Advantages of Cast:
More Stable Color
More UV Resistant
Advantages of Calendered:
(Today’s Calendered vinyls are far superior to old Calendered vinyls in regards to thinness, conformability, aesthetic and durability.)
Cast & Calendered are terms used to indicate how a vinyl is manufactured and therefore in turn for what applications each is best suited. Cast film is for high-grade, durable use in comparison to Calendered which is more typically used for shorter time periods, however, this depends on the particular quality of the vinyls and in many cases in today’s market a high quality Calendered material will challenge the lifetime of a Cast film.
All vinyls are made from a polyvinylchloride (PVC) polymer. Solvents are added to make it flex, coloring is add to the desired spectrum, as well as other additives like UV resistance enhancers, heat resistance boosters, fillers and production modifiers.
In general the production process and type of solvent (premium polymer vs. econo-mono) affect the flexibility and durability of the film.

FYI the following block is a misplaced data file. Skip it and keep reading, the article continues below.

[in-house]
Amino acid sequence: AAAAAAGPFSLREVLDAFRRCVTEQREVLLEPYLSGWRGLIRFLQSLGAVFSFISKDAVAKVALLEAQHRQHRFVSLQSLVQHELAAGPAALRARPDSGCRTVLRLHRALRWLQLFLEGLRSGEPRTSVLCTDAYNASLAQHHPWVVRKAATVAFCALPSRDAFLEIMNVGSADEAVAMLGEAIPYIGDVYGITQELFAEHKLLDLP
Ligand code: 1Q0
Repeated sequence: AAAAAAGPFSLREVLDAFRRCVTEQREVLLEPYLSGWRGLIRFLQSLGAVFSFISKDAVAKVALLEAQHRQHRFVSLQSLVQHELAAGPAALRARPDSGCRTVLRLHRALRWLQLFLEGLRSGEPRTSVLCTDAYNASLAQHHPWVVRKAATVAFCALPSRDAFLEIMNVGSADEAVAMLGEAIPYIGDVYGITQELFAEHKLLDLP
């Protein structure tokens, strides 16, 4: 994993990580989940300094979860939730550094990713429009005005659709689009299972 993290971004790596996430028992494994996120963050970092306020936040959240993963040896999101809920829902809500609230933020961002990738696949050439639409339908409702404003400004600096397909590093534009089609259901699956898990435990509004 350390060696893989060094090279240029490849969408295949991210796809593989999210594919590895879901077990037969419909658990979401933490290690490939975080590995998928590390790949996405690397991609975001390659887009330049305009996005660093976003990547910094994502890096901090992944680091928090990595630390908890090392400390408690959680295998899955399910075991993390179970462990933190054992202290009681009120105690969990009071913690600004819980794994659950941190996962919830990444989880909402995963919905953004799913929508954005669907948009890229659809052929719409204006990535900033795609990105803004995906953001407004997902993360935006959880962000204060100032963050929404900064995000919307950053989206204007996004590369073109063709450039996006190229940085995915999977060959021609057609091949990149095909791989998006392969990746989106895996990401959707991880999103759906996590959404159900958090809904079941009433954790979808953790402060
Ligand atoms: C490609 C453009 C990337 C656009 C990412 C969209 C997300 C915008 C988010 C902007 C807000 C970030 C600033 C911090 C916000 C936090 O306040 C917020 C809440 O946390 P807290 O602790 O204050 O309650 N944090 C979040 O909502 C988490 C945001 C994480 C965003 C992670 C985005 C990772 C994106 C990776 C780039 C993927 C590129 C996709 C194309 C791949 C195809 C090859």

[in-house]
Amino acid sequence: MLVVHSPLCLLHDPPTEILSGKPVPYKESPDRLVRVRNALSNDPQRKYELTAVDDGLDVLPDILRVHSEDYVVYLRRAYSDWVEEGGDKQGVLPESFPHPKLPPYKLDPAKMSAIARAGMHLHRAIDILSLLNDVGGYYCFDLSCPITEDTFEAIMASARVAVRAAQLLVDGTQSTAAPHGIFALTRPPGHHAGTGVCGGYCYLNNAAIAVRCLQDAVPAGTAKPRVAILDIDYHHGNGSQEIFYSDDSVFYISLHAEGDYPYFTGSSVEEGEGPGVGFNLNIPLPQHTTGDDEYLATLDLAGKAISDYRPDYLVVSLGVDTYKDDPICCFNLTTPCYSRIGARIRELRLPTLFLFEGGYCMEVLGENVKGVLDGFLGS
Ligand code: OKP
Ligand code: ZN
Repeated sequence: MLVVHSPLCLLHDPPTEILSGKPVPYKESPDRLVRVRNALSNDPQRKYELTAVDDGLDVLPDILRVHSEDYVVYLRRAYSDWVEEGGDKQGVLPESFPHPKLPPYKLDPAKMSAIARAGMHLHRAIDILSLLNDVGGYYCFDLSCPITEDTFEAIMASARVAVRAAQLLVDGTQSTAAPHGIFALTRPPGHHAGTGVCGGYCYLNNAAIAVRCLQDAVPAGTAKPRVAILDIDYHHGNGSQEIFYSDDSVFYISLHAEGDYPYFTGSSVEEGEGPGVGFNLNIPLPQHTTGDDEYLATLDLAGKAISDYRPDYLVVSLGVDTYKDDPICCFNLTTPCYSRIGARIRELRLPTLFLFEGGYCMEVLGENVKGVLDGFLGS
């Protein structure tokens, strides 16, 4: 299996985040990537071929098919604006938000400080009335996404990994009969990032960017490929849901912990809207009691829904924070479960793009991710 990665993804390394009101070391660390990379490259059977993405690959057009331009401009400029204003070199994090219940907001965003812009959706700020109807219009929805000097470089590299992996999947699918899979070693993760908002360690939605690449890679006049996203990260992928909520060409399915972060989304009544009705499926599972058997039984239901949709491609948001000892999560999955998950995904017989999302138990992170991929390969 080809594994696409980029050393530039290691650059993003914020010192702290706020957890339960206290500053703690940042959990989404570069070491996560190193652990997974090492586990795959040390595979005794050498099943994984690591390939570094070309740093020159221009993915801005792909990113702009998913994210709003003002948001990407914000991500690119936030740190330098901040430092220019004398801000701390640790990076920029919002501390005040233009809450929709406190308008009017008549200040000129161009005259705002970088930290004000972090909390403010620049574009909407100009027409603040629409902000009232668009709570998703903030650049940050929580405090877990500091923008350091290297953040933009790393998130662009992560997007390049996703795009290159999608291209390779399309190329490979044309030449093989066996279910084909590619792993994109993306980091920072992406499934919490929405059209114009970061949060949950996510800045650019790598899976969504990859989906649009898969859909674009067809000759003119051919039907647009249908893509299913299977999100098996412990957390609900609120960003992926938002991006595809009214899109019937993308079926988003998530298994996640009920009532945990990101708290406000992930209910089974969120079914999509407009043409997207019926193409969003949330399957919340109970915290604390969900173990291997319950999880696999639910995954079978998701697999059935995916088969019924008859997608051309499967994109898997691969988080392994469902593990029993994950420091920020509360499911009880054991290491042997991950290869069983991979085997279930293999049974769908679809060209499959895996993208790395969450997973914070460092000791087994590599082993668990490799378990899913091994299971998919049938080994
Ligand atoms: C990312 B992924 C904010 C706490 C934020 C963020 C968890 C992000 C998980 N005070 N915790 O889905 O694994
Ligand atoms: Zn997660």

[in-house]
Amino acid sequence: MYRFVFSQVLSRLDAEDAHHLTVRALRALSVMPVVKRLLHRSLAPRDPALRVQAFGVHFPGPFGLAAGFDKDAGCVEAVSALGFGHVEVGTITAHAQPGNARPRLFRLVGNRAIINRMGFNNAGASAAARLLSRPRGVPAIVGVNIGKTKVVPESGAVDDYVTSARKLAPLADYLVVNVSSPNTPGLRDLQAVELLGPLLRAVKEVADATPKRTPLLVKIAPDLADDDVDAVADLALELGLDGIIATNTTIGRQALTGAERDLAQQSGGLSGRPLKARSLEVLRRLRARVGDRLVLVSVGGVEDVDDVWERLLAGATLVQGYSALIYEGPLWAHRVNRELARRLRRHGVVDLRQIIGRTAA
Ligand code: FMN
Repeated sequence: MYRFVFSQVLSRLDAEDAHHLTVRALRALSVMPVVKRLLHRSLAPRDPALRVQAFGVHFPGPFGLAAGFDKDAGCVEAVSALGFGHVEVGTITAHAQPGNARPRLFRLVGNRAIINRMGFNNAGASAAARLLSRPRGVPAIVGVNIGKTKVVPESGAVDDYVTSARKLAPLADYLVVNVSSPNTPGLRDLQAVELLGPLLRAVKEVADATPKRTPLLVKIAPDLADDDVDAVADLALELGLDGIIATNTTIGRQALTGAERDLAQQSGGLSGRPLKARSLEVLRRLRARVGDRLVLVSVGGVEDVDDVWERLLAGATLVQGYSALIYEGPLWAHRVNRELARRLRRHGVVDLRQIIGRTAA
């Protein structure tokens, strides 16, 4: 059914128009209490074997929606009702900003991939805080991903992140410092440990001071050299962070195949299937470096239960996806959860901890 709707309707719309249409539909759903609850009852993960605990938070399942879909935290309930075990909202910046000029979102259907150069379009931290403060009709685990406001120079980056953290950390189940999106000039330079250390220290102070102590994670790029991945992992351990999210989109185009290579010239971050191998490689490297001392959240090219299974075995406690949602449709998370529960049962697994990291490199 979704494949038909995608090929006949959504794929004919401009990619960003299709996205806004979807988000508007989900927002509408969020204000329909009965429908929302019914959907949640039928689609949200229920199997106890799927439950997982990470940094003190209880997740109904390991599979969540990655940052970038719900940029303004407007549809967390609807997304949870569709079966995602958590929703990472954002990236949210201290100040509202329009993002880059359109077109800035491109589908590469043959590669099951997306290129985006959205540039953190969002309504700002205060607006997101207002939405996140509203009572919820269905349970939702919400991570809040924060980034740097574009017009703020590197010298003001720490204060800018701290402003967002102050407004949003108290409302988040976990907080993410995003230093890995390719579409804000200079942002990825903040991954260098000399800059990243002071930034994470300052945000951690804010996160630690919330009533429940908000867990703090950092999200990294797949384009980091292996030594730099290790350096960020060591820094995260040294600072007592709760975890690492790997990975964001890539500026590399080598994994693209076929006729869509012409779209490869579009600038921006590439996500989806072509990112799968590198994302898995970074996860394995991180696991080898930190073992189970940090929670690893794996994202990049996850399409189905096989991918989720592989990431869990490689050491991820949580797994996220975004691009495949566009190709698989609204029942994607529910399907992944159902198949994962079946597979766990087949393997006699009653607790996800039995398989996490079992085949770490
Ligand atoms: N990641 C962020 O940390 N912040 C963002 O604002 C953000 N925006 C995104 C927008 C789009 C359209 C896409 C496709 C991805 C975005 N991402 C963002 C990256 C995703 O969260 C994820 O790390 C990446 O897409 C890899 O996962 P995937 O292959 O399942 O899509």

For cast films, the ingredients are mixed together to create an organosol, which is in essence a colloidal PVC. This mixture is then ‘cast’ onto a casting sheet (which determines the look and feel of the vinyl) that is in motion and carried through ovens which evaporate the solvents. What then remains is a solid vinyl. All that is thereafter needed adding is an adhesive backing.
Since the vinyl is ‘cast’ on to the sheet, it winds up very thin (2mil) and very stable. This gives cast vinyl it’s characteristic conformability and durability, allowing it to last 6-12 years.
Meanwhile, Calendered films are extruded out by rollers rather than cast. The earliest known use of the word comes from late 15th century France (calendre (noun), calendrer (verb). Any prior origin is unknown.
Calendered vinyl used to be strictly 3mil, however, due to improvements in technology, it is now possible to obtain a 2mil Calendered vinyl film. As mentioned above, Calendered vinyl is typically mono polymer (3 years life expectancy), however, for a higher quality it can be made using a premium polymer (7 years).